6 Responsibilities of a Community Association Manager

Community associations are managing bodies that help maintain and improve the neighborhoods under their purview. Community association managers, or CAMs, implement the plans for these organizations, helping direct association projects and interface with residents. The role of community association management encompasses different responsibilities depending on the size and scope of the community. Though the size and number of communities a CAM oversees can vary, there are responsibilities that CAMs share at any level. Here are six of the things CAMs can be expected to do:

1. Financial Management

Community association management is generally responsible for discharging the associations’ financial obligations. CAMs assist the association board with fulfilling these duties. This includes the collection of dues and fees and allocating those funds to community bills and utilities. CAMs help create budgets for the association and create financial reports for the board to review. It may also fall to the CAM to handle tax preparation for the association. 

2. Administrative Service

CAMs provide valuable administrative support to the community association or board. The CAM provides oversight for the association, guiding association members or committees in executing their tasks. They may also help with maintaining member records for a membership committee or providing reports to an audit committee. CAMs are also often responsible for handling procurement for projects and maintaining records for review. The CAM typically prepares or delegates the organization of presentations educating the association and community members on the association’s efforts.

An effective community association meets regularly to review the status and needs of the community, with CAMs overseeing such meetings. The CAM can schedule regular meetings as well as call additional ones when needed. Another administrative responsibility is collecting and sharing reports on community projects with the association board in preparation for meetings.

3. Community Maintenance

CAMs assume responsibility for some of the upkeep their communities require to maintain their value. A CAM may conduct inspections of their communities to identify needs or confirm reports on maintenance issues. CAMs are expected to be familiar with the maintenance needs of their communities and to requisition the services to do that maintenance. This duty ranges from day-to-day needs like landscaping to emergencies like community plumbing repair.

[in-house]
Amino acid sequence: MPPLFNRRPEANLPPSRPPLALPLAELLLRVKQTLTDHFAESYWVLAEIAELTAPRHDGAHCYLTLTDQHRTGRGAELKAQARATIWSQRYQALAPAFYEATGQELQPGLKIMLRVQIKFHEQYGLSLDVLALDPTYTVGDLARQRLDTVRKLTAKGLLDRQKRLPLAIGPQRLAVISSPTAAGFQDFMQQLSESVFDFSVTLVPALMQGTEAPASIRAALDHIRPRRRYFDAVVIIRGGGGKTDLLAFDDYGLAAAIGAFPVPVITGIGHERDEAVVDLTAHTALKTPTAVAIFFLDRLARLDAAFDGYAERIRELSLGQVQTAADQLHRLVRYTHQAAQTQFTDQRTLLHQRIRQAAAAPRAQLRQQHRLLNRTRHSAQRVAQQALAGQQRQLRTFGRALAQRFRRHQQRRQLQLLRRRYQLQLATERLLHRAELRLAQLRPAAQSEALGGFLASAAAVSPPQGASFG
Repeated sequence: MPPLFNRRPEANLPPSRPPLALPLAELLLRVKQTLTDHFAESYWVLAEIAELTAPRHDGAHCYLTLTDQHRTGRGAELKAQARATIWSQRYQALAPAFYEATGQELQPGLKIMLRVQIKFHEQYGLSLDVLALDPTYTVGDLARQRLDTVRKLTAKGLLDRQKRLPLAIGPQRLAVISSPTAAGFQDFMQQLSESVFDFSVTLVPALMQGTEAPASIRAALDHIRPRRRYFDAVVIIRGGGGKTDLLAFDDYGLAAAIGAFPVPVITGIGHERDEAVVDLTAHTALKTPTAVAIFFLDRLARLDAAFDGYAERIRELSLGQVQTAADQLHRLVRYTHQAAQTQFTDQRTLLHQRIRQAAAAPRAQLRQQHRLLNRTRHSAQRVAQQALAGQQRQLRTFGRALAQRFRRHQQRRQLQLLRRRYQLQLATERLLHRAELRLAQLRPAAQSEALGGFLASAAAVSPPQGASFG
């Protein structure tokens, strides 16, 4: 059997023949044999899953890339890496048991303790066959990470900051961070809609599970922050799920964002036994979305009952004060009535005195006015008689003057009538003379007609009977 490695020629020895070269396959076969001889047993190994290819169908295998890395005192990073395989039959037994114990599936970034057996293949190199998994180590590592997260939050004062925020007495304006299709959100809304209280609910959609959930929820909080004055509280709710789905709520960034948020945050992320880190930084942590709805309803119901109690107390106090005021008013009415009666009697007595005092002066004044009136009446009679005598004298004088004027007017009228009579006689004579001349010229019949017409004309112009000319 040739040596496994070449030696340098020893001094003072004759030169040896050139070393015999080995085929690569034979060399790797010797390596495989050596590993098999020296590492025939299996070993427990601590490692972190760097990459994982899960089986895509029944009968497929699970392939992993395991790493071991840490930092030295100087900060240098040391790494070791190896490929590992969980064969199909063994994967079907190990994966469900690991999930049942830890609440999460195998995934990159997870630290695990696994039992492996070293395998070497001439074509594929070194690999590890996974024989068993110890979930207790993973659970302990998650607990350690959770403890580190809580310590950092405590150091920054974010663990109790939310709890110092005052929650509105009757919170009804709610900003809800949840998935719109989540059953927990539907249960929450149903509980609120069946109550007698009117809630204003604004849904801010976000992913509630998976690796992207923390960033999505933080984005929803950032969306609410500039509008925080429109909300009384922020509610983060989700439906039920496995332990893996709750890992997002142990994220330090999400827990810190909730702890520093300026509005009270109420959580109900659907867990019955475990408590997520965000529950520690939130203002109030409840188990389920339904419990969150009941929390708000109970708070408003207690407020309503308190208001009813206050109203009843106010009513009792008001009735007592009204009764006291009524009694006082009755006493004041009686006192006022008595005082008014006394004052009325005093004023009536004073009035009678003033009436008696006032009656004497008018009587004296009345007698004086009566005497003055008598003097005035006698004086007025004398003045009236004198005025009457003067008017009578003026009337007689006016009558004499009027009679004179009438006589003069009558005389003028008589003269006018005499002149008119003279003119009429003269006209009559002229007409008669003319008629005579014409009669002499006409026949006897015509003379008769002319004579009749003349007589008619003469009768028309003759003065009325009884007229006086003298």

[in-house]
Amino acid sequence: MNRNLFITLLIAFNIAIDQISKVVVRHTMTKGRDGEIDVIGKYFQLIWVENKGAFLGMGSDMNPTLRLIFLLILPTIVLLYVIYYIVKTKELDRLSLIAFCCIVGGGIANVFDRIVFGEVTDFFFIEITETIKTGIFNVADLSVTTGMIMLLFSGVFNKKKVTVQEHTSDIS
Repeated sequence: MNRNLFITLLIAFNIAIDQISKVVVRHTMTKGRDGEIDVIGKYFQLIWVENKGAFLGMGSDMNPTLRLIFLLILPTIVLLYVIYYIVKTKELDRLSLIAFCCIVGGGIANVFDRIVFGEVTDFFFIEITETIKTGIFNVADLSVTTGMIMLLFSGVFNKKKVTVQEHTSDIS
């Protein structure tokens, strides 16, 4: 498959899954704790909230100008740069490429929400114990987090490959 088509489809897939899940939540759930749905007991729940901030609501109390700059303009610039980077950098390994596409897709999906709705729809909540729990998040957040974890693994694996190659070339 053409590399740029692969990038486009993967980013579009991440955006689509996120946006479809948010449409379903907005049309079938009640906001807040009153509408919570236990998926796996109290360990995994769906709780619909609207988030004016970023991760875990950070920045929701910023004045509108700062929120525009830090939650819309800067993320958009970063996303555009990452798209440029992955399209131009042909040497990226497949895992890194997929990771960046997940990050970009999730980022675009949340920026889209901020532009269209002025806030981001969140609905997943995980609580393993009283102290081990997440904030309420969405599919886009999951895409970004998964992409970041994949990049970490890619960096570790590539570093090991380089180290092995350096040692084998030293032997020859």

Over their career, CAMs accrue contacts and experience that helps them secure maintenance services quickly and affordably. As maintenance services happen, it will be part of the CAM’s responsibility to evaluate the quality and handle vendor payment. 

4. Liaising With Residents

CAMs are expected to correspond regularly with residents, as the residents are primary sources for learning the community’s needs. Opportunities to connect with residents can come at regular association meetings or in one-on-one settings. Some CAMs may also make themselves available via phone or email.

A well-supported CAM is able to field resident correspondence for multiple communities if necessary, building trust with each. An association the community trusts may enjoy greater cooperation with regard to fees and regulations.

5. Implementing Policies

Once the community and the board come to a decision on policies for the community, it will fall to the CAM to adequately publicize and implement the policy. If a new speed limit is being introduced in the neighborhood, the CAM notifies everyone of the change. They then coordinate with municipal officials and vendors to install relevant signage and traffic control. It may also be asked that the CAM cast a deciding vote on policies that lack clear community consensus. In this role, CAMs are ideally prepared to quickly provide their reasoning to the board and residents.

6. Conflict Resolution

CAMs may be called on to resolve conflicts in their community. This conflict may be between community residents regarding a shared space or disruption. It could also be between a resident and the association itself, such as an issue with unpaid dues.

CAMs are also needed to reinforce resident compliance with community regulations. If a dispute is too ambiguous for the manager to personally resolve, they may call on a third-party mediator. This gives CAMs the flexibility needed to resolve disputes without any concern of personal bias.

Trust Your Neighborhood to Community Association Management

The responsibilities taken on by CAMs make them key components of successful communities. Employing a CAM for your neighborhood provides you and your community association more freedom to focus on growing and enjoying your community, as your CAM handles necessary responsibilities on your behalf. Explore local association management options to learn more about how they can help strengthen your community.

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